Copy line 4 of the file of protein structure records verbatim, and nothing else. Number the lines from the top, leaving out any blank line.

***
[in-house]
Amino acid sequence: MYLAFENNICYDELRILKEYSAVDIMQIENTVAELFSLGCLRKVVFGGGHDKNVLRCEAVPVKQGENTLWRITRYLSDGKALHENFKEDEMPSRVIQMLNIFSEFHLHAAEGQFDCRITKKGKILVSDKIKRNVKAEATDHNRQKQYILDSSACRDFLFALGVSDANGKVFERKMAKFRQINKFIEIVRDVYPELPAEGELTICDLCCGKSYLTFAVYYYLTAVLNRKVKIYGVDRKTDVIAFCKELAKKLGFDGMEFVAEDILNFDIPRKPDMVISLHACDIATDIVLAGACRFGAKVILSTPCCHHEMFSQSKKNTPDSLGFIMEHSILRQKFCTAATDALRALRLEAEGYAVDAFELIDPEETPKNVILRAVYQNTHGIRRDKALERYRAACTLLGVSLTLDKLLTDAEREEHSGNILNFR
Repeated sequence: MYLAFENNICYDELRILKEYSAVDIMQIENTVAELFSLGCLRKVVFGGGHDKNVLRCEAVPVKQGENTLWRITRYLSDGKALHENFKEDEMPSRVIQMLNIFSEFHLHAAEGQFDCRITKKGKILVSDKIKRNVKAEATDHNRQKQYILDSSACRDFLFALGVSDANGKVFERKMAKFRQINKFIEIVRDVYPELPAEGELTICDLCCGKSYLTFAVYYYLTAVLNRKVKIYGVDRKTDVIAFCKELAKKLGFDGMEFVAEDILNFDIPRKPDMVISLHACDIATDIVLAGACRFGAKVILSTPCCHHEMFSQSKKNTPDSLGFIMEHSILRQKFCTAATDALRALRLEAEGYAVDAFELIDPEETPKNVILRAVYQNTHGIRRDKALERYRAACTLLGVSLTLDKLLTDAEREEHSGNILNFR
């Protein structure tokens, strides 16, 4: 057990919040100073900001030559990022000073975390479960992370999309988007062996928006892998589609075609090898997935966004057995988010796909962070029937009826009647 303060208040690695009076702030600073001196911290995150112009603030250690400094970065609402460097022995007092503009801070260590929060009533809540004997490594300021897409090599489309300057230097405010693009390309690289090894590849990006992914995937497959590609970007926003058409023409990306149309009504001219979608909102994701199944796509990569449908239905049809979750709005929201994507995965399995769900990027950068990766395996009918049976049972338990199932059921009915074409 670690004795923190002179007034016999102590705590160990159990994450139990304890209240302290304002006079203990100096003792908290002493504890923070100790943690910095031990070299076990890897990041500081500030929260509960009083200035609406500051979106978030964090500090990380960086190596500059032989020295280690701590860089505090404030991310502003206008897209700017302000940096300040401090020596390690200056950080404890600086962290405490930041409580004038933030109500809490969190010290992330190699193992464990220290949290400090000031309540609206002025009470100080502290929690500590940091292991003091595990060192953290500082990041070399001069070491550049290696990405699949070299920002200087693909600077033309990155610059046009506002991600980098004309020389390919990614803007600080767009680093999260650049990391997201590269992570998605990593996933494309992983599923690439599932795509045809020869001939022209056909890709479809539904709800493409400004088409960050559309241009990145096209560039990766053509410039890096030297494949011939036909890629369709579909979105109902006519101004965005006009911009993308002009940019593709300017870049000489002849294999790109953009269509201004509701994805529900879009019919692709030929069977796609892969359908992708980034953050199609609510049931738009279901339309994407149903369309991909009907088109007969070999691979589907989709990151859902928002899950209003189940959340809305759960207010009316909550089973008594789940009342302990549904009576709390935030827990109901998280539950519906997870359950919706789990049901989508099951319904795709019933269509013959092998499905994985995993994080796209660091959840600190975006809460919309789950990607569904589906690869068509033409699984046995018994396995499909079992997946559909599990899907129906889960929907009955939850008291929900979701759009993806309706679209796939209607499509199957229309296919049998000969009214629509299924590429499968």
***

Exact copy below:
């Protein structure tokens, strides 16, 4: 057990919040100073900001030559990022000073975390479960992370999309988007062996928006892998589609075609090898997935966004057995988010796909962070029937009826009647 303060208040690695009076702030600073001196911290995150112009603030250690400094970065609402460097022995007092503009801070260590929060009533809540004997490594300021897409090599489309300057230097405010693009390309690289090894590849990006992914995937497959590609970007926003058409023409990306149309009504001219979608909102994701199944796509990569449908239905049809979750709005929201994507995965399995769900990027950068990766395996009918049976049972338990199932059921009915074409 670690004795923190002179007034016999102590705590160990159990994450139990304890209240302290304002006079203990100096003792908290002493504890923070100790943690910095031990070299076990890897990041500081500030929260509960009083200035609406500051979106978030964090500090990380960086190596500059032989020295280690701590860089505090404030991310502003206008897209700017302000940096300040401090020596390690200056950080404890600086962290405490930041409580004038933030109500809490969190010290992330190699193992464990220290949290400090000031309540609206002025009470100080502290929690500590940091292991003091595990060192953290500082990041070399001069070491550049290696990405699949070299920002200087693909600077033309990155610059046009506002991600980098004309020389390919990614803007600080767009680093999260650049990391997201590269992570998605990593996933494309992983599923690439599932795509045809020869001939022209056909890709479809539904709800493409400004088409960050559309241009990145096209560039990766053509410039890096030297494949011939036909890629369709579909979105109902006519101004965005006009911009993308002009940019593709300017870049000489002849294999790109953009269509201004509701994805529900879009019919692709030929069977796609892969359908992708980034953050199609609510049931738009279901339309994407149903369309991909009907088109007969070999691979589907989709990151859902928002899950209003189940959340809305759960207010009316909550089973008594789940009342302990549904009576709390935030827990109901998280539950519906997870359950919706789990049901989508099951319904795709019933269509013959092998499905994985995993994080796209660091959840600190975006809460919309789950990607569904589906690869068509033409699984046995018994396995499909079992997946559909599990899907129906889960929907009955939850008291929900979701759009993806309706679209796939209607499509199957229309296919049998000969009214629509299924590429499968």